Wednesday, November 18, 2009

Internet, blogging and public sphere

What is the aesthetic to the current influx of blogging culture? In his book 'The Blogging Revolution', Anthony Loewenstein (2008) talks about the internet censorship in countries like Cuba, China, Iran, Saudi Arabia, Syria and Egypt. According to Loewenstein, the use of internet and blogging is giving people a voice in freedom of speech in these oppressive countries. As mentioned by Habermas (1991), public sphere is an idea whereby everyone gets to be involved in an open, civil discussion. Internet is believed to hold the key for the realization of this theory as there is a free flow of information and blogging allows individuals to express their opinions. That is why China controls the access of Internet very strictly to such length that they collaborate with international search engines like Google and Yahoo.

A website with a notice of the nation's server shut down on the eve of Tiananmen Square protest's anniversary (Image source:

Blogging can be seen as a medium for freedom of speech and affecting the nation's development at the same time as well. McNair (2000) points out that political and social agendas are much more easily acessible and more detailed in its coverage through this medium of public sphere. In the Malaysian contex, this idea can be seen in the change of the citizen's voting style during the 2008's General Election; whereby the government parties was not given their usual landslide wins and lost a couple of state seats to the oppositions. Political blogs and local Internet news portals were attributed for creating the change. Mainstream media is heavily controlled by the government and tends to be loop-sided in its reports; therefore, people that are literate and has Internet connectivity are turning to Internet sources.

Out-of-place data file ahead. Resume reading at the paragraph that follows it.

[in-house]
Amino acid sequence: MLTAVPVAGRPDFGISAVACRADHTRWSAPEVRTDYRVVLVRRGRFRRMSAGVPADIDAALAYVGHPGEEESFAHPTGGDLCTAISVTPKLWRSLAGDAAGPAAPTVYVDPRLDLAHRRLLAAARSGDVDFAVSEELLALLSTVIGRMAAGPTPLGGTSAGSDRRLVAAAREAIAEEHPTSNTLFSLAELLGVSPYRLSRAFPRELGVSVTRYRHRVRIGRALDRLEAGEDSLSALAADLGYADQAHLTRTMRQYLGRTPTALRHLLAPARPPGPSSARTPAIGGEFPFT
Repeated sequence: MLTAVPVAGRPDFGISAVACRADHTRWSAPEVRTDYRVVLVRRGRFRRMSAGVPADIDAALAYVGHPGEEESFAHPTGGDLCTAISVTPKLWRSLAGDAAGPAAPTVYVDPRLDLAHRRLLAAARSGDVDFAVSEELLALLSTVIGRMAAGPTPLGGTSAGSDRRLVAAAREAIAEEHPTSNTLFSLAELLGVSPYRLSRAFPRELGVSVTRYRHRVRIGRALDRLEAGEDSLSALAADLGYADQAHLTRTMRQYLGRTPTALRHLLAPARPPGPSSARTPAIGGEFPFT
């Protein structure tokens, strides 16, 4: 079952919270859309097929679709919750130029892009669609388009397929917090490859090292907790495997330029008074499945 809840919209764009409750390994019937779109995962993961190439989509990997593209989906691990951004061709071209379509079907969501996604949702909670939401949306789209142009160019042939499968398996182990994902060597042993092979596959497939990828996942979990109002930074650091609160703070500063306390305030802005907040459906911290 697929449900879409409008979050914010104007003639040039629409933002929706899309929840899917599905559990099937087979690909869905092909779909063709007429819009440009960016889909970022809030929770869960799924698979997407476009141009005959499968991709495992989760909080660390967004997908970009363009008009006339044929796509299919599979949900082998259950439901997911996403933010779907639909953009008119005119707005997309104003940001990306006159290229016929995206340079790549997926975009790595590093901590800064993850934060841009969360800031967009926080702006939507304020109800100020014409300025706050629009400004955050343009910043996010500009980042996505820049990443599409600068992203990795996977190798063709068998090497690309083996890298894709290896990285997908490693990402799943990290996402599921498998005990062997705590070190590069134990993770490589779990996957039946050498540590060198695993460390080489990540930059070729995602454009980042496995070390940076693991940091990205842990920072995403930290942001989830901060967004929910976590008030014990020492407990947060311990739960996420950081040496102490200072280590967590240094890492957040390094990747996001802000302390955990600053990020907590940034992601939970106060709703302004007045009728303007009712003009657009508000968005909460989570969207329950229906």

However, without any censorship control and law in the Internet, there is an issue about the credibility of Internet sources. With nobody to edit the content in the Web, there are bound to be cases of harmful, untrue information derailing a person's reputation and cases of identity theft. For example, a person can open an account and started blogging as another person's identity and write stuffs that would get the other person into trouble. As a responsible individual, one should taken into account of what he/she writes and be aware of the consequences.



Habermas, J. 1991, The Structural Transformation of the Public Sphere, trans. Burger, T. & Lawrence, F. Massachusetts Institute of Technology, US

Loewenstein, A. 2008, The Blogging Revolution, Melbourne University Publishing, Australia

McNair, B. 2000, Journalism and democracy: an evaluation of the political public sphere, Routledge

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